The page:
You don't have to be a startup to have startup culture

The Future of Startup Culture from Culture Amp on Vimeo.

We had the pleasure of joining forces with the Mayor's Office and David Chang for an outstanding event at Boston Idea Week. Local entrepreneurs told their stories of scaling their culture and shared their adventures and wisdom. Here is the video covering the highlights of the event!


Edited for grammar and syntax

David Chang: My name is David Chang. I am the Chief Operating Officer of the PayPal Media Network. I also am the founder of Start Tank, an innovation space that's based right here in Boston that uses the PayPal space. I came up here about 15 years ago and never left.

I think there are three big things that have changed in the past couple of years that have made the Boston ecosystem so much stronger. One, the number of people that are engaged in startups, whether you're a veteran startup person or you're coming straight from a university. Two, the amount of capital. The amount of capital that going into early stage startups is higher than ever. Then finally, the overall ecosystem. Whether it's an organization like Start Tank or other accelerators, universities, there's so much more support for the early stage community that all of those three things coming together has made Boston a fantastic place in the last couple of years.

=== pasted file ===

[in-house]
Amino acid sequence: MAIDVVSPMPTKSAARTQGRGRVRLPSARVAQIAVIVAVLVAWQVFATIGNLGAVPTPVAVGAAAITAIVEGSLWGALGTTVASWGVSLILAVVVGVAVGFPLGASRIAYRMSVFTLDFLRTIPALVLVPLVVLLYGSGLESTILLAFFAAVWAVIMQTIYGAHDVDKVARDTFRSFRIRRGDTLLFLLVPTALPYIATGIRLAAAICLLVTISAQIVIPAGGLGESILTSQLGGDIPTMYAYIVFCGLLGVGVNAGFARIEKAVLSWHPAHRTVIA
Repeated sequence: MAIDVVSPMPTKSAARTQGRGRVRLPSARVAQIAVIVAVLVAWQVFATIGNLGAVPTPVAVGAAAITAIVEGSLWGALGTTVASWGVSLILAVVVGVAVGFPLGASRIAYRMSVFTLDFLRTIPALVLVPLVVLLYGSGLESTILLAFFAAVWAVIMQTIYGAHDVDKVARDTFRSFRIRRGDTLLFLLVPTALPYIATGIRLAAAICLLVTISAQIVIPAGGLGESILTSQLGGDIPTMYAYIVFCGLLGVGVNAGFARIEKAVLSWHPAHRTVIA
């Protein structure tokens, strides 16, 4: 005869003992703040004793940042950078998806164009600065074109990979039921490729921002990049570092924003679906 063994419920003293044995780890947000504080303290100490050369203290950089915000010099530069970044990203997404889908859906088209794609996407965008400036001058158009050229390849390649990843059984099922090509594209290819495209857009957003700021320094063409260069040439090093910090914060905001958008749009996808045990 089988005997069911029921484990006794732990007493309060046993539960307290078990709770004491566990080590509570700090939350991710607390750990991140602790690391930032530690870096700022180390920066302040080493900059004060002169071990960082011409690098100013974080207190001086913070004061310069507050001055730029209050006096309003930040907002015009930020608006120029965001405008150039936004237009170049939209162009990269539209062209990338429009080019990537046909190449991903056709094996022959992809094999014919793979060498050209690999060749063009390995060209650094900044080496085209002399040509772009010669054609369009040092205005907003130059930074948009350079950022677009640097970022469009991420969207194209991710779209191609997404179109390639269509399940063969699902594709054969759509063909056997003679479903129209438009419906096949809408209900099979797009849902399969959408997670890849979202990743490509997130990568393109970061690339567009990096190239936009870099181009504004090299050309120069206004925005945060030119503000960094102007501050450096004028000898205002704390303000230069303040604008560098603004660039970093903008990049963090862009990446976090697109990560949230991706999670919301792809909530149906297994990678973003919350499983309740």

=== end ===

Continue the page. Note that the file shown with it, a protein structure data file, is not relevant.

Daniel Koh (Chief of Staff, City of Boston): We have such amazing panelists today who I think really represent all that Boston has to offer. We have Matt Lauzon and Matt Brand from Dunwello. We have Michelle Darby from Roomzilla, Dan Adams from Co Everywhere

Corey McAveeney: I'm Corey McAveeney, your moderator for the talk this evening. You don't have to be a startup to be part of a startup culture. I really think that you can count yourself among us if you are on a certain type of team, a type of team that is high energy and high impact.

Matt Lauzon: Cultures are defined by the way that you behave every day. They're not defined necessarily by a space or what's written on a wall.

Michelle Darby: We're in CIC which is Kendall Square and they have a co-working space for companies under four or five people and they have other offerings that can grow with you as your company grows. I do have friends that have companies that have their own offices, but I think you can get the same thing in a co-working space and still have the accessibility other startups that might be solving the same challenges that you're solving.

Allan Telio: The job of a manager is to help you grow and reach your potential.

Jeff Avallon: Don't be afraid to get out there. I think the most important thing is just to create action, believe in yourself, know that you're going to take some missteps. Startups are built out of a series of failures, these are actually learnings that you end up building a business on. Just get out there and start making waves, start moving forward, create some momentum, and making more progress than you ever would've sitting there on your computer writing another revision of the business plan.

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